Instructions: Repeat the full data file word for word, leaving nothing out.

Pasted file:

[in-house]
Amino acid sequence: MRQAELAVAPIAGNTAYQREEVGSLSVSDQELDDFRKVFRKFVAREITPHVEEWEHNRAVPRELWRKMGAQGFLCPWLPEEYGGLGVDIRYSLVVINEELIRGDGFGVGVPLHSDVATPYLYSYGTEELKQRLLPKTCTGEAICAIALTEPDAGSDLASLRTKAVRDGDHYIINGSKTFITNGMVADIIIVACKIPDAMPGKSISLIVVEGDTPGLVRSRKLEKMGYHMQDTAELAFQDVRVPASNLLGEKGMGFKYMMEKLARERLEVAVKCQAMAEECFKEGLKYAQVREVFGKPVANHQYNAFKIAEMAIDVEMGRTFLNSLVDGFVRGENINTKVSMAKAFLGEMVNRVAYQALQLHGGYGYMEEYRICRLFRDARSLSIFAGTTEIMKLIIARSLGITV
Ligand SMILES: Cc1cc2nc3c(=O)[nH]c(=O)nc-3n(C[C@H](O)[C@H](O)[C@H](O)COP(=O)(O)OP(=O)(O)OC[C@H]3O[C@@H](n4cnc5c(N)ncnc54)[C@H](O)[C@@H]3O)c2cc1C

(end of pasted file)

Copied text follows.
[in-house]
Amino acid sequence: MRQAELAVAPIAGNTAYQREEVGSLSVSDQELDDFRKVFRKFVAREITPHVEEWEHNRAVPRELWRKMGAQGFLCPWLPEEYGGLGVDIRYSLVVINEELIRGDGFGVGVPLHSDVATPYLYSYGTEELKQRLLPKTCTGEAICAIALTEPDAGSDLASLRTKAVRDGDHYIINGSKTFITNGMVADIIIVACKIPDAMPGKSISLIVVEGDTPGLVRSRKLEKMGYHMQDTAELAFQDVRVPASNLLGEKGMGFKYMMEKLARERLEVAVKCQAMAEECFKEGLKYAQVREVFGKPVANHQYNAFKIAEMAIDVEMGRTFLNSLVDGFVRGENINTKVSMAKAFLGEMVNRVAYQALQLHGGYGYMEEYRICRLFRDARSLSIFAGTTEIMKLIIARSLGITV
Ligand SMILES: Cc1cc2nc3c(=O)[nH]c(=O)nc-3n(C[C@H](O)[C@H](O)[C@H](O)COP(=O)(O)OP(=O)(O)OC[C@H]3O[C@@H](n4cnc5c(N)ncnc54)[C@H](O)[C@@H]3O)c2cc1C